Like when a golf fan, or a golf writer or a golf announcer or a professional golfer gushes over a player because he or she has so much imagination around the greens.
If you think about it, its an insult to the skill and the nerve of the player being praised. Or its an insult to the intelligence of all the professional golfers who, it is assumed, dont have 'imagination' around the greens. Or both.
The two American players most often singled out for their imagination around the greens are Tiger Woods and Phil Mickelson. What, you dont think the Bart Bryants, the Ken Dukes, the Jim Furyks, the Justin Leonards of the world ' just to name a few ' dont have imagination? You think they dont see those same shots?
Of course they do. Theyve hit hundreds of thousands of different kinds of chips and pitches in practice and competition. They see the shots. Its just that the overwhelming majority of all players dont have the skill (and the confidence that comes with those skills) to pull off those shots with any kind of percentage that makes sense.
Its time we gave Woods and Mickelson credit for their skill and nerve around the greens and stop getting all gooey about their imagination.
This is a pet peeve of mine. And, kind of like my friend John Hawkins from Golf World who is that publications Angry Golfer, I needed to get this off my chest while the season was winding down.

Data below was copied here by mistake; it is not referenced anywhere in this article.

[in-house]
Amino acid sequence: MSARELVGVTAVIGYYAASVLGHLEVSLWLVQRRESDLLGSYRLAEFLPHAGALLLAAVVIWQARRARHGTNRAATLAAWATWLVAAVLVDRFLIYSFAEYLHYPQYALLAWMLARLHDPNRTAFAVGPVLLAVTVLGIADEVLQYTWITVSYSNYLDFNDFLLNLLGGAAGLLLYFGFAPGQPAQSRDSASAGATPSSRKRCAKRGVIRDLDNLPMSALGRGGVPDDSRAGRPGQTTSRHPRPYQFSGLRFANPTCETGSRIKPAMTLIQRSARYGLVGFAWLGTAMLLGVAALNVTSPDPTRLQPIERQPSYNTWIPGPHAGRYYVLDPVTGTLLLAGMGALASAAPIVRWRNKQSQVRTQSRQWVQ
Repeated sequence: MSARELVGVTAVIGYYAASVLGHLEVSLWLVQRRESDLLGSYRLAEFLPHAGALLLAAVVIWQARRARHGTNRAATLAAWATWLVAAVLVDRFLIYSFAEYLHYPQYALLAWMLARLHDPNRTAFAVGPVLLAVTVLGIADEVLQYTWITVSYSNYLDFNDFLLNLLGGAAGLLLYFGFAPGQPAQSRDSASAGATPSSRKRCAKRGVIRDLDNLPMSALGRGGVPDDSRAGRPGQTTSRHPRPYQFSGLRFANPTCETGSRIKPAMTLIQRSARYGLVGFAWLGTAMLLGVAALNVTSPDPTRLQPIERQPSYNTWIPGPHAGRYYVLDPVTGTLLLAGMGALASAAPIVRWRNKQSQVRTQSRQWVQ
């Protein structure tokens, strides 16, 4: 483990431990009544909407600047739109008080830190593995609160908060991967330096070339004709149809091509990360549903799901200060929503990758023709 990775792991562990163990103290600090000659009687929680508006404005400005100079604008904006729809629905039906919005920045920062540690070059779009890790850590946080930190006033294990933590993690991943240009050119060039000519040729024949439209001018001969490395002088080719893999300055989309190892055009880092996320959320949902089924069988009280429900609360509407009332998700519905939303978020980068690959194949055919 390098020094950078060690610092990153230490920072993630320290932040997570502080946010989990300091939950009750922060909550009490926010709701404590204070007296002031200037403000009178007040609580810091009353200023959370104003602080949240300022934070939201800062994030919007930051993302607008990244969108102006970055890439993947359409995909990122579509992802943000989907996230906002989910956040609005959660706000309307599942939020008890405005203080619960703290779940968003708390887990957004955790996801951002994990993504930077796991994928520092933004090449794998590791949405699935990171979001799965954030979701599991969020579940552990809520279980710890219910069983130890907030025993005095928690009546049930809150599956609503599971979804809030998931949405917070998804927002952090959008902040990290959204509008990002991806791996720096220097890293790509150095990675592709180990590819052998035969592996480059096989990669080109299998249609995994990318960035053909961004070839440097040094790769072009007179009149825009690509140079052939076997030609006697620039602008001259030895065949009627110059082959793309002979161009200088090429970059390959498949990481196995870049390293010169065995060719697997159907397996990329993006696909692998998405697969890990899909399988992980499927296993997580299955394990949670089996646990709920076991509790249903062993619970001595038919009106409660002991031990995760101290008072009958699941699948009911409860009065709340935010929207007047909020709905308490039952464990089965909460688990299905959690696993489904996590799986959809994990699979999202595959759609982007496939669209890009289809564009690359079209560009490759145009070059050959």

But lets not stop at just one peeve. Ive got another one. It goes something like this:
When a Tour quality player lasers a short iron onto the green and the ball corkscrews back off the putting surface, it is almost always a bad shot.
Too many of us ' spectators, writers, announcers, etc. ' let the player off the hook by calling the result a little unlucky.
It is almost always NOT unlucky. These are the best players in the world. They are supposed to be able to control the spin on their golf balls. Their equipment has been tested and suited to them through the wonderful technology of launch monitors. They have the best instructors money can by.
There is no such thing as a little bit unlucky. There are good shots and there are bad shots. And we should call them as we see them, and the worlds best players should own up to the ones that dont work out. Lord knows, they dont mind taking credit for the ones that do work out.
All of the above having been ranted, there is one exception to the imagination screed. And it involves two-time Masters champion Ben Crenshaw and the gravely ill Seve Ballesteros who, in his prime, was a match for Woods and Mickelson around the greens.
Ballesteros, Crenshaw said recently, saw shots that he (Crenshaw) couldnt see. Yes, Crenshaw was talking here about imagination.
And I saw enough of Ballesteros, live and on television, to defer to Crenshaws judgment on this.
My hope now, when it comes to Ballesteros battle with a brain tumor, is that they can find a doctor who can see something nobody else has. That would be called a cure. And whether its skill, nerve or imagination that produces that cure, Im rooting for it.
Im Brian Hewitt. Im passionate about all things golf. And I approve of this message.
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